Excess weight, along with a low amount of muscle mass, during a child’s adolescent years may put the child at risk for weakened bone structure in adulthood, according to researchers.

“While obesity was previously believed to be protective of bone health, recent studies have shown a higher incidence of forearm fractures in obese youths,” says Miriam A. Bredella, MD, radiologist at Massachusetts General Hospital, associate professor of radiology at Harvard Medical School in Boston, and lead author of the study.

The study, presented at the Radiological Society of North America (RSNA) annual meeting, involved 23 obese adolescents, with a mean age of 17 and a mean body mass index (BMI) of 44 kg/m2.

Bredella and her research team performed 3D HR-pQCT—a type of computed tomography exam designed specifically for measuring bone mineral density and bone microarchitecture in the arms and legs—to determine the bone structure of the distal radius, an area of the forearm near the wrist. They also performed dual-energy x-ray absorptiometry (DXA) exams to determine body composition, including lean mass and visceral fat mass. Visceral fat is the deep fat in the abdomen that surrounds the internal organs, explains a media release from RSNA.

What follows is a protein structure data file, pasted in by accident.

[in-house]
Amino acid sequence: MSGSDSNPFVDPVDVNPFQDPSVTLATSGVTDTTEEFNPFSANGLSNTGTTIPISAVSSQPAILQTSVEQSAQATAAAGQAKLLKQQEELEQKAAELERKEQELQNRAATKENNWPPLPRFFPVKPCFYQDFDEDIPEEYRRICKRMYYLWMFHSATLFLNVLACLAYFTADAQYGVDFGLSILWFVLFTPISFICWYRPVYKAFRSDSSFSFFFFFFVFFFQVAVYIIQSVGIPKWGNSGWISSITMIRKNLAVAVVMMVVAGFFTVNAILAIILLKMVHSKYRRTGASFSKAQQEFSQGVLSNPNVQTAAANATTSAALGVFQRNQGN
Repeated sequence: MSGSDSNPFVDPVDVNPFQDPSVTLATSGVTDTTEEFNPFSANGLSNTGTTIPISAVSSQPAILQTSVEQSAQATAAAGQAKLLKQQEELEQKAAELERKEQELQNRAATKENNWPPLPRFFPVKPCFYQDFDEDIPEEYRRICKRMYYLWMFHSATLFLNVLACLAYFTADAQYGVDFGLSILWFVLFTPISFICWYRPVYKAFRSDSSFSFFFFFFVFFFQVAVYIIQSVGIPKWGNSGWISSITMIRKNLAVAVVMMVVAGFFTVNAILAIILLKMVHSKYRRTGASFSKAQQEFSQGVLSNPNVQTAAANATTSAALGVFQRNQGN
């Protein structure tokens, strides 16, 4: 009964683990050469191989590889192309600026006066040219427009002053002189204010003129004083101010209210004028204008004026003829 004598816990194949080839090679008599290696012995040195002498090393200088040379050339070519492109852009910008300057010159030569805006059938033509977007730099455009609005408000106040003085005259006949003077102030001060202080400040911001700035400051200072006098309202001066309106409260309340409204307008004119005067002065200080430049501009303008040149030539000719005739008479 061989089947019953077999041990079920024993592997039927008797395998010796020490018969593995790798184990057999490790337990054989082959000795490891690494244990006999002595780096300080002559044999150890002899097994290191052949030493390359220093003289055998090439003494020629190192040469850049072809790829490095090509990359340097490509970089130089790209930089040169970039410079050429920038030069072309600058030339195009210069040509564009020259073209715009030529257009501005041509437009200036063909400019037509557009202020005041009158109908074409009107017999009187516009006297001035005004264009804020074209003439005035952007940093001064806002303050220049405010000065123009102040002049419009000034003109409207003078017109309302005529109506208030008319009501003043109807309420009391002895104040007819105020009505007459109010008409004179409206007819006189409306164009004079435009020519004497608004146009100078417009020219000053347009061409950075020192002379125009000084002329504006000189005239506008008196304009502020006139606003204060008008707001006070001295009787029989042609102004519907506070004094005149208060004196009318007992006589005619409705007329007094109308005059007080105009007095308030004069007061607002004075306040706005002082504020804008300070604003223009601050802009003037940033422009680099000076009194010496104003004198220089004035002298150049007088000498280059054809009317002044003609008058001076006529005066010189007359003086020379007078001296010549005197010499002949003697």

“There are several mechanisms by which visceral fat exerts negative effects on bone,” Bredella states in the release. “Visceral fat secretes substances that promote chronic inflammation, and chronic inflammation stimulates formation of osteoclasts, which are the cells that resorb or break-down bone. In addition, vitamin D, which is important for bone health, is soluble in adipose tissue and gets trapped within fat cells.”

Growth hormone, which is important for bone health, is also lower in adolescents with visceral obesity, she notes.

According to the results from the study, BMI is positively associated with cortical thickness and area. Cortical bone is dense and compact and forms the outer shell of most bones. Visceral fat mass is positively associated with cortical porosity.

In addition, lean mass is positively associated with trabecular density, volume and integrity. Trabecular bone is a spongy inner layer of bone that provides support and flexibility.

“The best way to prevent bone loss is a healthy diet that contains adequate amounts of calcium and vitamin D, along with sufficient exercise, as we have shown in our study that muscle mass is good for bone health,” Bredella concludes.

[Source(s): Radiological Society of North America, PR Newswire]